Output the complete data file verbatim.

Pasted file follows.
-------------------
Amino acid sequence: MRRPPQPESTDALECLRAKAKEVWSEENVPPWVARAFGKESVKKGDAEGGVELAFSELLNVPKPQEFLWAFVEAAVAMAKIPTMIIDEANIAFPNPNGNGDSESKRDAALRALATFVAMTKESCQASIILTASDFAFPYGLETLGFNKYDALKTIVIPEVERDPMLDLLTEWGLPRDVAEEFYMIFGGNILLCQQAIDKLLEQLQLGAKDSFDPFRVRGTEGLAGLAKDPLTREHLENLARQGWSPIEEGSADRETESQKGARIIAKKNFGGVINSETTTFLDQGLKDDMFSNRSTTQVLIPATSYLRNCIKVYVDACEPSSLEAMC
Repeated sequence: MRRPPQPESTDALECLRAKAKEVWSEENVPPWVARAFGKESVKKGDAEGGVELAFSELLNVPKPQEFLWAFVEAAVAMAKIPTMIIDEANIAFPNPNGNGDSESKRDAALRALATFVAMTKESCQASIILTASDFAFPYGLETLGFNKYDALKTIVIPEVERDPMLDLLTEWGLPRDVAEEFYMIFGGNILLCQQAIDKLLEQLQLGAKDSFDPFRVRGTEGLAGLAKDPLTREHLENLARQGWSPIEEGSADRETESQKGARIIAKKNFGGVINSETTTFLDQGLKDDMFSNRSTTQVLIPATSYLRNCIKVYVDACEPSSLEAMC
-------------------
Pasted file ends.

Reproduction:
Amino acid sequence: MRRPPQPESTDALECLRAKAKEVWSEENVPPWVARAFGKESVKKGDAEGGVELAFSELLNVPKPQEFLWAFVEAAVAMAKIPTMIIDEANIAFPNPNGNGDSESKRDAALRALATFVAMTKESCQASIILTASDFAFPYGLETLGFNKYDALKTIVIPEVERDPMLDLLTEWGLPRDVAEEFYMIFGGNILLCQQAIDKLLEQLQLGAKDSFDPFRVRGTEGLAGLAKDPLTREHLENLARQGWSPIEEGSADRETESQKGARIIAKKNFGGVINSETTTFLDQGLKDDMFSNRSTTQVLIPATSYLRNCIKVYVDACEPSSLEAMC
Repeated sequence: MRRPPQPESTDALECLRAKAKEVWSEENVPPWVARAFGKESVKKGDAEGGVELAFSELLNVPKPQEFLWAFVEAAVAMAKIPTMIIDEANIAFPNPNGNGDSESKRDAALRALATFVAMTKESCQASIILTASDFAFPYGLETLGFNKYDALKTIVIPEVERDPMLDLLTEWGLPRDVAEEFYMIFGGNILLCQQAIDKLLEQLQLGAKDSFDPFRVRGTEGLAGLAKDPLTREHLENLARQGWSPIEEGSADRETESQKGARIIAKKNFGGVINSETTTFLDQGLKDDMFSNRSTTQVLIPATSYLRNCIKVYVDACEPSSLEAMC